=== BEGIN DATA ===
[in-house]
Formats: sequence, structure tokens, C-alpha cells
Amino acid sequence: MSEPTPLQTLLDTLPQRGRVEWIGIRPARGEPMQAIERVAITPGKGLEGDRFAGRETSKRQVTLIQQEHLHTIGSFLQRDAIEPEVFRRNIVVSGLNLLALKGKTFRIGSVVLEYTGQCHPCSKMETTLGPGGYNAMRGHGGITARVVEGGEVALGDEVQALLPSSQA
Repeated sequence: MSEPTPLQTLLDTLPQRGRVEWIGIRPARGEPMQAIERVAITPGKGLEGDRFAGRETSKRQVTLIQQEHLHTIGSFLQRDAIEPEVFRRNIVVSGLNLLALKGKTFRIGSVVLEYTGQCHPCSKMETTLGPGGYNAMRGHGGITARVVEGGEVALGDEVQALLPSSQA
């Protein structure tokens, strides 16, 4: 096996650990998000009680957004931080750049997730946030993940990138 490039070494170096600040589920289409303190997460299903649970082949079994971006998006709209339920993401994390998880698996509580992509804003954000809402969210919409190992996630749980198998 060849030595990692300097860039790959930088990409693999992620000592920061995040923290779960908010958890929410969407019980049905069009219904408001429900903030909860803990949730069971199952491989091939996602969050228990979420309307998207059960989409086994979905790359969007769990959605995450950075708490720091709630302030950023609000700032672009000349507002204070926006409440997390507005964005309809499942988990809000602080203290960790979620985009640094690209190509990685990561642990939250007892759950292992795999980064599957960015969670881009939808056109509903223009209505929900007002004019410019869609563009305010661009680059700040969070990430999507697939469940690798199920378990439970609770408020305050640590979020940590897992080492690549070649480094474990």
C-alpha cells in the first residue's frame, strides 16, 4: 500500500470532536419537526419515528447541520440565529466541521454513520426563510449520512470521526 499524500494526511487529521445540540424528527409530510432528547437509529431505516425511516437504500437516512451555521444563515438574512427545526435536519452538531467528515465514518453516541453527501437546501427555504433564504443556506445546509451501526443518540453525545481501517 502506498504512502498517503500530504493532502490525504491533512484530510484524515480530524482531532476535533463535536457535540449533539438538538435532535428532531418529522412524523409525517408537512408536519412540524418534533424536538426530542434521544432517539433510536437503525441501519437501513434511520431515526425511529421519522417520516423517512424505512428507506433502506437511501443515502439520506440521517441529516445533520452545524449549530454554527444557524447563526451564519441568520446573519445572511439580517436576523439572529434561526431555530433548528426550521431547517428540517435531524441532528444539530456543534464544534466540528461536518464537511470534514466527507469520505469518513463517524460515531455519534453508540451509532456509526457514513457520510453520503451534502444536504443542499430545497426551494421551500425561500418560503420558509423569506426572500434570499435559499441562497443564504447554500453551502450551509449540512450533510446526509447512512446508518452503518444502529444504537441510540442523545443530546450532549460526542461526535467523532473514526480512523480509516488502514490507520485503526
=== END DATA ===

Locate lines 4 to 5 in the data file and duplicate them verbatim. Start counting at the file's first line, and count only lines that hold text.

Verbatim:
Repeated sequence: MSEPTPLQTLLDTLPQRGRVEWIGIRPARGEPMQAIERVAITPGKGLEGDRFAGRETSKRQVTLIQQEHLHTIGSFLQRDAIEPEVFRRNIVVSGLNLLALKGKTFRIGSVVLEYTGQCHPCSKMETTLGPGGYNAMRGHGGITARVVEGGEVALGDEVQALLPSSQA
């Protein structure tokens, strides 16, 4: 096996650990998000009680957004931080750049997730946030993940990138 490039070494170096600040589920289409303190997460299903649970082949079994971006998006709209339920993401994390998880698996509580992509804003954000809402969210919409190992996630749980198998 060849030595990692300097860039790959930088990409693999992620000592920061995040923290779960908010958890929410969407019980049905069009219904408001429900903030909860803990949730069971199952491989091939996602969050228990979420309307998207059960989409086994979905790359969007769990959605995450950075708490720091709630302030950023609000700032672009000349507002204070926006409440997390507005964005309809499942988990809000602080203290960790979620985009640094690209190509990685990561642990939250007892759950292992795999980064599957960015969670881009939808056109509903223009209505929900007002004019410019869609563009305010661009680059700040969070990430999507697939469940690798199920378990439970609770408020305050640590979020940590897992080492690549070649480094474990």